In , the Norwegian king Eirik Magnusson —99 declared that men were exempted from having to promise marriage to the frille if they went to confession and did penance. The Church answered by making several declarations in the 14th century, urging men to marry their concubines. When asked for an opinion on polygamy in , Luther wrote, "It is my earnest warning and counsel that Christians especially shall have no more than one wife, not only because it is a scandal, which a Christian should avoid most diligently, but also because there is no word of God here to show that God approves it in Christians I must oppose it, especially in Christians, unless there be need, as for instance if the wife be a leper, or be taken away from the husband in some other way.

Monogamy was the norm among Christians, [46] [47] However, in the context of the sickness of a wife preventing matrimonial intercourse, [48] the founder of the Protestant Reformation , Martin Luther wrote: "I confess that I cannot forbid a person to marry several wives, for it does not contradict the Scripture. If a man wishes to marry more than one wife he should be asked whether he is satisfied in his conscience that he may do so in accordance with the word of God.

In such a case the civil authority has nothing to do in the matter. Arthur Cushman McGiffert also states,. Even among Luther's followers and associates there was no little uncertainty about the matter, as was not altogether surprising when the old order of things was undergoing revision at so many points, including the marriage of monks, priests, and near relatives. But Luther himself was unalterably opposed to any such revolution. Monogamy he considered, under ordinary circumstances, alone tolerable in a Christian community, and held that no Christian ruler has any moral right to legalize polygamy. At the same time, finding no explicit prohibition in the Bible, he believed exceptions might be allowed in certain extreme cases such as are now generally recognized in Protestant countries as justifying divorce.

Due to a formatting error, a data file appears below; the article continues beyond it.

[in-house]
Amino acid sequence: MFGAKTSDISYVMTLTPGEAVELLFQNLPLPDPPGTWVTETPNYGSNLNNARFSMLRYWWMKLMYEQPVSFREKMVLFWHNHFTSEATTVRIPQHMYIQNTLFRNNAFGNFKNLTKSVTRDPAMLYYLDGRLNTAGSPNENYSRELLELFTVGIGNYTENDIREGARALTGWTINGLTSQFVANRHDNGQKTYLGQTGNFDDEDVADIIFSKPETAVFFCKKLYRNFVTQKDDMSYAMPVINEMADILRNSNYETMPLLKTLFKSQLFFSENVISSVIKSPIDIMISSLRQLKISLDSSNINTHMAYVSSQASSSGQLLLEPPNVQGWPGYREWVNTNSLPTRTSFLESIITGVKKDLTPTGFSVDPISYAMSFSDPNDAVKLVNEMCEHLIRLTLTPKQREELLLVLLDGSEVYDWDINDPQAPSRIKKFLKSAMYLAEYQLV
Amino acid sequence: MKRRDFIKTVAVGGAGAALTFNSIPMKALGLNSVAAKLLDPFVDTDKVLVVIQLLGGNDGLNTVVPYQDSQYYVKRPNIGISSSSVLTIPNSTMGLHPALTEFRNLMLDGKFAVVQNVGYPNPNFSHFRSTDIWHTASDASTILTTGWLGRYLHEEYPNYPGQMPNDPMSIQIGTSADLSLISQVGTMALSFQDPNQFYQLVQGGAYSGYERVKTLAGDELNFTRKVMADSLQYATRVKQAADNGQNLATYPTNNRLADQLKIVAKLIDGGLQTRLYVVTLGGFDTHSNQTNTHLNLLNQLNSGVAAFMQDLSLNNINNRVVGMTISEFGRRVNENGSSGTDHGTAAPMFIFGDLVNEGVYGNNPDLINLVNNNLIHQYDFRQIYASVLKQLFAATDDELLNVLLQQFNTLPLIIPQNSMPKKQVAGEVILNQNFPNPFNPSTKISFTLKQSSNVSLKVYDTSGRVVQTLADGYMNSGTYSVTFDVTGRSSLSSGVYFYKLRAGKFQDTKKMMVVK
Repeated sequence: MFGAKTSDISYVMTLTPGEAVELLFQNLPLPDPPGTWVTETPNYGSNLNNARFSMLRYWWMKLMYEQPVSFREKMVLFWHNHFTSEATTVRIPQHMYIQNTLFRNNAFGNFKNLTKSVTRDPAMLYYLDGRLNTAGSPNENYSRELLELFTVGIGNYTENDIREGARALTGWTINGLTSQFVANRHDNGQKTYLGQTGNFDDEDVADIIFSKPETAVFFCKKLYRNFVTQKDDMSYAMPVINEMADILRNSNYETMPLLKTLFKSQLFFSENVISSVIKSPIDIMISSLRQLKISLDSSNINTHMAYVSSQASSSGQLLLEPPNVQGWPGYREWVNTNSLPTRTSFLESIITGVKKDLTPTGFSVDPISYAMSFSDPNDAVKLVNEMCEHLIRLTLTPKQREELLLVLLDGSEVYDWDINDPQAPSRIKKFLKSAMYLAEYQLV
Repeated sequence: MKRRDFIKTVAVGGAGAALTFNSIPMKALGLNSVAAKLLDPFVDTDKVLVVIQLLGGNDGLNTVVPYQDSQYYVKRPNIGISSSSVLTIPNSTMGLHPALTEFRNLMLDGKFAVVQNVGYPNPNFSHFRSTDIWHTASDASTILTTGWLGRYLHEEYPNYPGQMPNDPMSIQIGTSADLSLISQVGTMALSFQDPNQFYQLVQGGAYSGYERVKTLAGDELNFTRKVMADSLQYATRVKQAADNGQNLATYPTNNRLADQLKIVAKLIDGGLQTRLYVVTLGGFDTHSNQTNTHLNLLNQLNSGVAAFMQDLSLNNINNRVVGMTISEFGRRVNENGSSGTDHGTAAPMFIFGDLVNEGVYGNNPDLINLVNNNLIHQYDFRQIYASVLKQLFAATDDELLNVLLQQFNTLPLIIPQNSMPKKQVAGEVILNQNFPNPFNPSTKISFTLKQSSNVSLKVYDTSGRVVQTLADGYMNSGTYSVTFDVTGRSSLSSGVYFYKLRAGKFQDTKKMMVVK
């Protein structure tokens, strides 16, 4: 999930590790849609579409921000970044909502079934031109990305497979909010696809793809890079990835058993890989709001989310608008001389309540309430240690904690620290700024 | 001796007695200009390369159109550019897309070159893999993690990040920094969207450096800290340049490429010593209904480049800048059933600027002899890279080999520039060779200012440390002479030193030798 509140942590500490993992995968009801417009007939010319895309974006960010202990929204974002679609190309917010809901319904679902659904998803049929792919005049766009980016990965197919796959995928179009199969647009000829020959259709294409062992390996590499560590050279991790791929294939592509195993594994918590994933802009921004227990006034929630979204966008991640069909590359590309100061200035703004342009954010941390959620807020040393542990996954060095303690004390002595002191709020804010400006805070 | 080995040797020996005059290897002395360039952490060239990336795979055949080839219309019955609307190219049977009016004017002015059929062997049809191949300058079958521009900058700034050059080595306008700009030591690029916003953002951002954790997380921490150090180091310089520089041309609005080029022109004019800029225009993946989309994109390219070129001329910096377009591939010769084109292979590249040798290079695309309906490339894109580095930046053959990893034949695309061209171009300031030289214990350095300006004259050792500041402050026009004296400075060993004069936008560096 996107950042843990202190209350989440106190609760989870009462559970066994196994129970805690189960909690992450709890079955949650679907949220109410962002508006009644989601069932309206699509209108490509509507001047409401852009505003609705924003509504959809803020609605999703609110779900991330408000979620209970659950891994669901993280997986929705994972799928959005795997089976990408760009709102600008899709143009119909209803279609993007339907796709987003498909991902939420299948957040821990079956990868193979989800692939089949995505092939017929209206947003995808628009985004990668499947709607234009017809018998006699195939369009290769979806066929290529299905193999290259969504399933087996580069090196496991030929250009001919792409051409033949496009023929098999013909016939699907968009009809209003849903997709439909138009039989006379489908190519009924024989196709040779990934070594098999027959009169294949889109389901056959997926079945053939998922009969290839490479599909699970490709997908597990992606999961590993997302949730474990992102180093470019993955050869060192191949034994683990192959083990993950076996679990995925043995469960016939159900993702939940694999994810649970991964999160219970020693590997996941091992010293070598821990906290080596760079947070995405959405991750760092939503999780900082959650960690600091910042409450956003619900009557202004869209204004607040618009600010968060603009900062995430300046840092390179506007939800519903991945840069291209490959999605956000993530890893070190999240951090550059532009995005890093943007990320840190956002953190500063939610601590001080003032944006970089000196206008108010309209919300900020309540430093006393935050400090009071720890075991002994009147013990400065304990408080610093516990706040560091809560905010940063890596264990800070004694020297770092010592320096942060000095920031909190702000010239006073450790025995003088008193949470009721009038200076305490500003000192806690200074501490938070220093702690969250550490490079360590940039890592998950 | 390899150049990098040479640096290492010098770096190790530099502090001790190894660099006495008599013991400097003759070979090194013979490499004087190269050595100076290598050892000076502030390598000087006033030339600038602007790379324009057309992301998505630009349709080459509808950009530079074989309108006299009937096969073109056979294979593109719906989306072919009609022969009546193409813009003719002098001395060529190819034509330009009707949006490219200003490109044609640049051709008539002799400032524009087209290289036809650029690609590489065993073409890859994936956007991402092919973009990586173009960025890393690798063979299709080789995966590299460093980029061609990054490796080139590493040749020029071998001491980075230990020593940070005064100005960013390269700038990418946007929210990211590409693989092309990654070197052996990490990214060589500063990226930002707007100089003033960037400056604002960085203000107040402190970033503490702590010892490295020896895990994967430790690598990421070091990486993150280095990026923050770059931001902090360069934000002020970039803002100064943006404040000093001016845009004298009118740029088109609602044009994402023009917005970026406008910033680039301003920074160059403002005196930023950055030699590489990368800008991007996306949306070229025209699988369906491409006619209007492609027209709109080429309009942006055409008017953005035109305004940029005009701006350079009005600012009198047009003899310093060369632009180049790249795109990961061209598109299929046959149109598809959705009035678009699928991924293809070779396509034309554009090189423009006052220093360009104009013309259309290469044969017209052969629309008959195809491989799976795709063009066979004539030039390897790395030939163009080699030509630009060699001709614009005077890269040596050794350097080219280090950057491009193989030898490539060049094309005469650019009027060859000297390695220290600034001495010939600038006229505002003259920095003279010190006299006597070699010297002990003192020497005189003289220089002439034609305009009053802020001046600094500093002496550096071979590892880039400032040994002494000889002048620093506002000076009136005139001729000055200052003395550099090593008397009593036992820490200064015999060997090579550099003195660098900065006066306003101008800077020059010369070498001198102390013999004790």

Lutheran theologians approved of Philip of Hesse 's polygamous marriages to Christine of Saxony and Margarethe von der Saale for this purpose, as well as initial disapproval of divorce and adultery. As well as Phillip, there was much experimentation with marital duration within early German Lutheranism amongst clergy and their erstwhile wives. Anabaptist leader Bernhard Rothmann initially opposed the idea of plural marriage.

However, he later wrote a theological defense of plural marriage, and took nine wives himself, saying "God has restored the true practice of holy matrimony amongst us. The 16th-century Italian Capuchin monk , Bernardino Ochino , 77 years old and never married, wrote the "Thirty Dialogues", wherein Dialog XXI was considered a defense of plural marriage. Evidently, he borrowed some of his strongest arguments from a Lutheran dialogue written in in favor of plural marriage which was written under the fictitious name Huldericus Necobulus in the interest of justifying Philip of Hesse.